Unlike the New England purists, we just don't find an intrinsic problem with clams and tomatoes.
48 cherrystone clams
a little bottled clam juice (if necessary)
1/4 pound bacon, cut into 1/4-inch dice
1 large onion, peeled and cut into 1/4-inch dice
1 celery stalk, cut into 1/4-inch dice
1 carrot, cut into 1/4-inch dice
2 medium russet potatoes, peeled and cut into 1/2-inch cubes
28-ounce can plum tomatoes, drained and coarsely chopped
2 teaspoons fresh thyme leaves
1. Wash the clams well under cold running water in colander. Place clams in a large pot, and add enough water to cover clams by 2 inches. Cover the pan and place over high heat.
2. When the water comes to a boil, give the pan a good shake. Turn the heat to low, and cook clams another 30 seconds or so. Remove from the heat, and take out all the clams that have opened, using a slotted spoon. If any clams remain closed, put back on the heat, with the lid on the pan, and cook another 1 to 2 minutes. Remove remaining clams, reserve, and discard any clams that have not opened.
3. Pour the clam juice through a fine strainer and set aside. You will need 6 cups of broth. If you have more than enough clam broth, reduce it to 6 cups. If you have too little clam broth, add some bottled clam juice or water to make 6 cups total.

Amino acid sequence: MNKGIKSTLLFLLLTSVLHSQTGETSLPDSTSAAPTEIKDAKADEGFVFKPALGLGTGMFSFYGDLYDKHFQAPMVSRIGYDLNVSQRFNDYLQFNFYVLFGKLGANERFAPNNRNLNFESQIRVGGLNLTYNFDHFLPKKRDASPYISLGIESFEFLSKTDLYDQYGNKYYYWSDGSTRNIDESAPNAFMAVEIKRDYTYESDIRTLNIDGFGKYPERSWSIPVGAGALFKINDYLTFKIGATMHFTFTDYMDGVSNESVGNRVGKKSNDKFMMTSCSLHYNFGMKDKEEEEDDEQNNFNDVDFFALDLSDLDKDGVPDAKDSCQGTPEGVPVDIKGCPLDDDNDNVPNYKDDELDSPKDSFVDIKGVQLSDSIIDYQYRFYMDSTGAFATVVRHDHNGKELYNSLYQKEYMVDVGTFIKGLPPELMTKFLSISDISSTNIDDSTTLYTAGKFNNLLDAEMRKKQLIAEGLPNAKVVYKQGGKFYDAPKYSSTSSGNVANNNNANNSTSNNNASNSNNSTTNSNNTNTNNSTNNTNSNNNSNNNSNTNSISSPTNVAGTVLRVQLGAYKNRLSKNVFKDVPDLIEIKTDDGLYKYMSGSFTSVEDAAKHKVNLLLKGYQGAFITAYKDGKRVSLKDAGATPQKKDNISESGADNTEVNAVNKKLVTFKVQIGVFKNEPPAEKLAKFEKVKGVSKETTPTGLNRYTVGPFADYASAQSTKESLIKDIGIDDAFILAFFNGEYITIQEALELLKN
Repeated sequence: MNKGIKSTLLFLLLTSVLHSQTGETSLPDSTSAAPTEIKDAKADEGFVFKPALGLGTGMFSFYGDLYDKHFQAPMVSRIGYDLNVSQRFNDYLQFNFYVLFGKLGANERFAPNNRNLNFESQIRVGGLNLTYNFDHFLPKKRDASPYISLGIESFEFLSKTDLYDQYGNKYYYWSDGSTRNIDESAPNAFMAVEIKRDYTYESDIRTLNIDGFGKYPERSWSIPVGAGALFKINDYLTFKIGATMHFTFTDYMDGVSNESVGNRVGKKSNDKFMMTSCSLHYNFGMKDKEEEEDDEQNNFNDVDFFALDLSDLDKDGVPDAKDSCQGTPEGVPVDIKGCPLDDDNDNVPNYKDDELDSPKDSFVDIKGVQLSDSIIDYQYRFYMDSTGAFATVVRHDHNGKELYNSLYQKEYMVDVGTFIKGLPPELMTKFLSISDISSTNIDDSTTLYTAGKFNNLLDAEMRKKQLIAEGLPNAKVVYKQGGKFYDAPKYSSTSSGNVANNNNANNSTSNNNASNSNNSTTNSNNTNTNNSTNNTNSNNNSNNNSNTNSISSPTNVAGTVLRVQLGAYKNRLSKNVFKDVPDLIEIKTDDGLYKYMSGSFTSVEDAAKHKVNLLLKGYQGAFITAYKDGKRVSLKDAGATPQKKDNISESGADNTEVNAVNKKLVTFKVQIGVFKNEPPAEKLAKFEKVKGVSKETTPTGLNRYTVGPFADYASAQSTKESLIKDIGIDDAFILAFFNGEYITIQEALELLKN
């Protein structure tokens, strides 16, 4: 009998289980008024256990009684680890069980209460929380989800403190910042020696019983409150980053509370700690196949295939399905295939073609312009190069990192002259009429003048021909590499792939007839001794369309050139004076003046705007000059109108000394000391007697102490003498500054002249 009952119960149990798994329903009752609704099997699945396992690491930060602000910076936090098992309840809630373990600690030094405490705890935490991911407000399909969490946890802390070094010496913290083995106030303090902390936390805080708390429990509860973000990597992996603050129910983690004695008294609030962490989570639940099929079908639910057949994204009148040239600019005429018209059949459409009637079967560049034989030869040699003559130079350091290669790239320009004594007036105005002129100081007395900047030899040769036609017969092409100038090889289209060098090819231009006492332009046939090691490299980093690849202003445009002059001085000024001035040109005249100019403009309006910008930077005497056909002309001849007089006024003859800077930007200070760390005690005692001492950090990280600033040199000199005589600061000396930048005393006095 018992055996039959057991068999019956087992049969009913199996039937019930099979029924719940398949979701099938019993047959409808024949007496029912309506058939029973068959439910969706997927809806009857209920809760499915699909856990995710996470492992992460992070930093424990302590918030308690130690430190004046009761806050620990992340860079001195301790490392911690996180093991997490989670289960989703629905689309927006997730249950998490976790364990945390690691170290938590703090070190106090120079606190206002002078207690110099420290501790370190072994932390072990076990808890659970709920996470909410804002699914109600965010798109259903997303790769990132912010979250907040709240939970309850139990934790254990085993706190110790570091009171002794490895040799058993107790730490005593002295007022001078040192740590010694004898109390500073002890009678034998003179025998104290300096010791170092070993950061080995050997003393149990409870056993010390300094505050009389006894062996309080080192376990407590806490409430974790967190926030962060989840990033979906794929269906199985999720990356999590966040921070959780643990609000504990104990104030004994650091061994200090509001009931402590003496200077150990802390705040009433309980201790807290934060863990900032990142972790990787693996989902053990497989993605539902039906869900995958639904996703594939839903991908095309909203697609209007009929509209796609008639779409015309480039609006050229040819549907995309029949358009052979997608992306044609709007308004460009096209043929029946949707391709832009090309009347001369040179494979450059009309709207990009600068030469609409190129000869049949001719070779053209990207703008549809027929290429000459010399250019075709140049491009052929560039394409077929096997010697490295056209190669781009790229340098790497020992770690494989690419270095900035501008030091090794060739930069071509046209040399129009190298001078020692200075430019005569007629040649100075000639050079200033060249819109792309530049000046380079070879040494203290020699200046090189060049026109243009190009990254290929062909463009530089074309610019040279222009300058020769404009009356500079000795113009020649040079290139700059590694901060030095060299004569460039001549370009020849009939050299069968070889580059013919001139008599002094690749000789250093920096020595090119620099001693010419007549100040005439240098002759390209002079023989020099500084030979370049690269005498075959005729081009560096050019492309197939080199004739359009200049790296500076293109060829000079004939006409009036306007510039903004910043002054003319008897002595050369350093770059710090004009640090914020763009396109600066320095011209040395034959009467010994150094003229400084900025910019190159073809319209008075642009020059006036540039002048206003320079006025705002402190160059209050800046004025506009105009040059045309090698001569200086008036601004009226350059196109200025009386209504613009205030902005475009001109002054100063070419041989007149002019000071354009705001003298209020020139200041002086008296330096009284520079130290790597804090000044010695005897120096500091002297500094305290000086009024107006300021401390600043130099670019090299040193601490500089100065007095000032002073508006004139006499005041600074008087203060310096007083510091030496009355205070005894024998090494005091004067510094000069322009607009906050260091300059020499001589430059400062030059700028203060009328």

4. Put the bacon into a large, heavy saucepan and cook over moderate heat, stirring, until the bacon begins to brown. Pour off excess fat, leaving behind the bacon and about 3 tablespoons of fat in the pan.
5. Add the onion, celery, and carrot to the pan and cook until soft, about 10 minutes. Add potatoes, and cook mixture for 10 minutes more. Add tomatoes and reserved clam juice to the pan. Bring chowder to a boil over high heat.
6. While chowder is coming to a boil, remove clams from their shells and chop coarsely. Add to chowder and reduce heat to low. Add thyme leaves. Cook over low heat for another 5 minutes; check to make sure potatoes are soft and chowder is well seasoned. Remove and allow to sit for 5 minutes. Serve in warm bowls.
New Englanders find the very idea of tomatoes in clam chowder to be abhorrent; of course, by referring to the aberration as Manhattan clam chowder they're overlooking the fact that their own Rhode Islanders also add tomatoes to clam chowder. And let's not forget about the hundreds of ethnic cuisines around the world that combine tomatoes with shellfish in soups and stews. Unlike the New England purists, we just don't find an intrinsic problem with clams and tomatoes. We do find, however, that most Manhattan clam chowder served in restaurants is positively awful: thin, unclammy, often tasting like vegetable soup out of a can with a few canned clams thrown in. Try the following recipe, and you'll see how good this soup can be. Serves 6